FDA Approvals: Symlin, Mycamine, Fluzone

Yael Waknine

March 24, 2005

March 24, 2005 — The U.S. Food and Drug Administration (FDA) has approved pramlintide acetate injection for adjunctive use in patients with types 1 and 2 diabetes who are not adequately controlled by insulin therapy; micafungin sodium injection for Candida infection prophylaxis in patients undergoing hematopoietic stem cell transplantation and for the treatment of esophageal candidiasis; and a thimerosal-free formulation of a pediatric influenza vaccine.

Pramlintide (Symlin) Adjunct Improves Glucose Control in Type 1/2 Diabetes

On March 16, the FDA approved pramlintide acetate injection (Symlin, made by Amylin Pharmaceuticals, Inc.) for use as adjunct treatment in patients with type 1 or type 2 diabetes who have failed to achieve desired glucose control despite optimal insulin therapy.

Pramlintide is an amylinomimetic agent that modulates gastric emptying, prevents postprandial increases in plasma glucagon, and promotes satiety, leading to decreased caloric intake and potential weight loss.

The approval was based on the results of clinical studies showing that addition of pramlintide to insulin therapy reduced postprandial glucose levels and daily fluctuations, leading to improved long-term glucose control in adult patients with types 1 and 2 diabetes compared with insulin therapy alone.

Adverse events included nausea, vomiting, abdominal pain, headache, fatigue, and dizziness. The incidence and severity of nausea was highest at initiation of therapy and may be reduced by a gradual increase to recommended doses.

Because pramlintide is associated with an increased risk of insulin-induced severe hypoglycemia, its use is contraindicated in patients who cannot tell if their blood sugar is low. Its use is also contraindicated in patients with gastroparesis or with hypersensitivity to pramlintide, metacresol, D-mannitol, acetic acid, or sodium acetate.

Pramlintide and insulin should be administered separately because mixing prior to injection alters their individual pharmacokinetic parameters. Use of pramlintide has not been evaluated in a pediatric population.

Micafungin (Mycamine) for Candida Prophylaxis and Treatment

On March 16, the FDA approved micafungin sodium injection (Mycamine, made by Fujisawa Healthcare, Inc.) for prophylaxis against Candida infection in patients undergoing hematopoietic stem cell transplantation and for the treatment of esophageal candidiasis. The efficacy of the drug against infections caused by fungi other than Candida has not been established.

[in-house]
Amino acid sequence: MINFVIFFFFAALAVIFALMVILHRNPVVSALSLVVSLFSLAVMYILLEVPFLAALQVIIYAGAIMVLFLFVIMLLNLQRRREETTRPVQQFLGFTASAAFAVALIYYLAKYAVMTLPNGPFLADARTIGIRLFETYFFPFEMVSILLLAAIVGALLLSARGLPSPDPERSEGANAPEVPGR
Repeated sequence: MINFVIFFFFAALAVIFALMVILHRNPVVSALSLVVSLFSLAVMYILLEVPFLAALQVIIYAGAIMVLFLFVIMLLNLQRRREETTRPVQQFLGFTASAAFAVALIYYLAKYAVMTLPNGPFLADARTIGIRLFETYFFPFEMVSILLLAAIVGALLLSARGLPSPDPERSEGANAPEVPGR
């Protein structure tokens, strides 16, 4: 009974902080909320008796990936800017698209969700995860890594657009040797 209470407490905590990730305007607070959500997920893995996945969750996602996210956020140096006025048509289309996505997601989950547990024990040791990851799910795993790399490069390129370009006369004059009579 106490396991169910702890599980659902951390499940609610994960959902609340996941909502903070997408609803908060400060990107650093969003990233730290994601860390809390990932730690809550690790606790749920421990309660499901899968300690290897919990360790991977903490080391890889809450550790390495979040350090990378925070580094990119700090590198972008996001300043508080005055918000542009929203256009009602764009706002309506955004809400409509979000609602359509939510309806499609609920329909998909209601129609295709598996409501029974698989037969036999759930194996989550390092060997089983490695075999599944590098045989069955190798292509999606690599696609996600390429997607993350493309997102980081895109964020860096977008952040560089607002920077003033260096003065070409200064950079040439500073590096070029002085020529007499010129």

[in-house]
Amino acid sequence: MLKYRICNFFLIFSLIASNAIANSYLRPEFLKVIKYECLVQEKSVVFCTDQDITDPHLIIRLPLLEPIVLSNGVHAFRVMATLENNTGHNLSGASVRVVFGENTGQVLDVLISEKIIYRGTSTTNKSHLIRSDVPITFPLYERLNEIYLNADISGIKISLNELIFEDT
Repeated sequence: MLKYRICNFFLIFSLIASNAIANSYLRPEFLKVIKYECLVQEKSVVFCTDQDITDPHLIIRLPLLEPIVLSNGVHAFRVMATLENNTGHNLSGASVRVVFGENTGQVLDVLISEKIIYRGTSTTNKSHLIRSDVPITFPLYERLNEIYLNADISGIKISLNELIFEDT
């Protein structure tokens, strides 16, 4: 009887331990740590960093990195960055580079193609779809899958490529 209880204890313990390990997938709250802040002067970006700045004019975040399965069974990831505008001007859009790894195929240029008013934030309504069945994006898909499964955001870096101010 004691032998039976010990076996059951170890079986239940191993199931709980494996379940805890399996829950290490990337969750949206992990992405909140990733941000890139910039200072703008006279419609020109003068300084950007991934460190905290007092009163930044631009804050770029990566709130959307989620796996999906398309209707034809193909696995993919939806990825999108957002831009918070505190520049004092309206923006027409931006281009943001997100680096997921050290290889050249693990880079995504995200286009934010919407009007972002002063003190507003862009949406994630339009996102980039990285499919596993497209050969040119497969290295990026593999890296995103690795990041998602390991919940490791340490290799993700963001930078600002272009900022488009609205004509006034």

The approval was based in part of the results of a phase 3 clinical trial involving 518 patients with esophageal candidiasis who were randomized to receive treatment with micafungin 150 mg/day or fluconazole 200 mg/day for a median duration of 14 days. Micafungin was found to be comparable to fluconazole in terms of endoscopic cure, clinical cure, overall therapeutic cure, and mycological eradication. There was also no statistically significant difference in relapse rates between groups at two or four weeks after treatment.

A second study demonstrated that micafungin 50 mg/day was as effective as fluconazole 400 mg/day therapy for preventing Candida infection in hematopoietic stem cell transplantation recipients (80.7% vs 73.7%). Successful prophylaxis was defined as the absence of a proven, probable, or suspected systemic fungal infection through the end of therapy; therapy was terminated at a mean of 18 days, when absolute neutrophil count (ANC) reached 500 cells/mm3 or higher.

The most commonly observed adverse events were changes in liver and renal function. Possible histamine-related symptoms of rash, pruritus, facial swelling, and vasodilatation have also been reported, as well as injection-site reactions (including phlebitis and thrombophlebitis) with doses of 50 to 150 mg/day.

Serious adverse events were rare and included isolated cases of anaphylaxis and anaphylactoid hypersensitivity reactions (including shock), significant hemolysis, and hemolytic anemia.

Thimerosal-Free Pediatric Flu Shot (Fluzone) Available Next Season

On Dec. 23, the FDA approved a preservative-free formulation for a pediatric influenza virus vaccine (Fluzone, made by Aventis Pasteur, Inc.) to replace the previous single-dose 0.25 mL and 0.5 mL versions that contained trace amounts of thimerosal. The vaccine is the only one approved for use in children aged six to 35 months for influenza prophylaxis.

The company anticipates product availablity in time for the 2005-2006 influenza season.

Reviewed by Gary D. Vogin, MD

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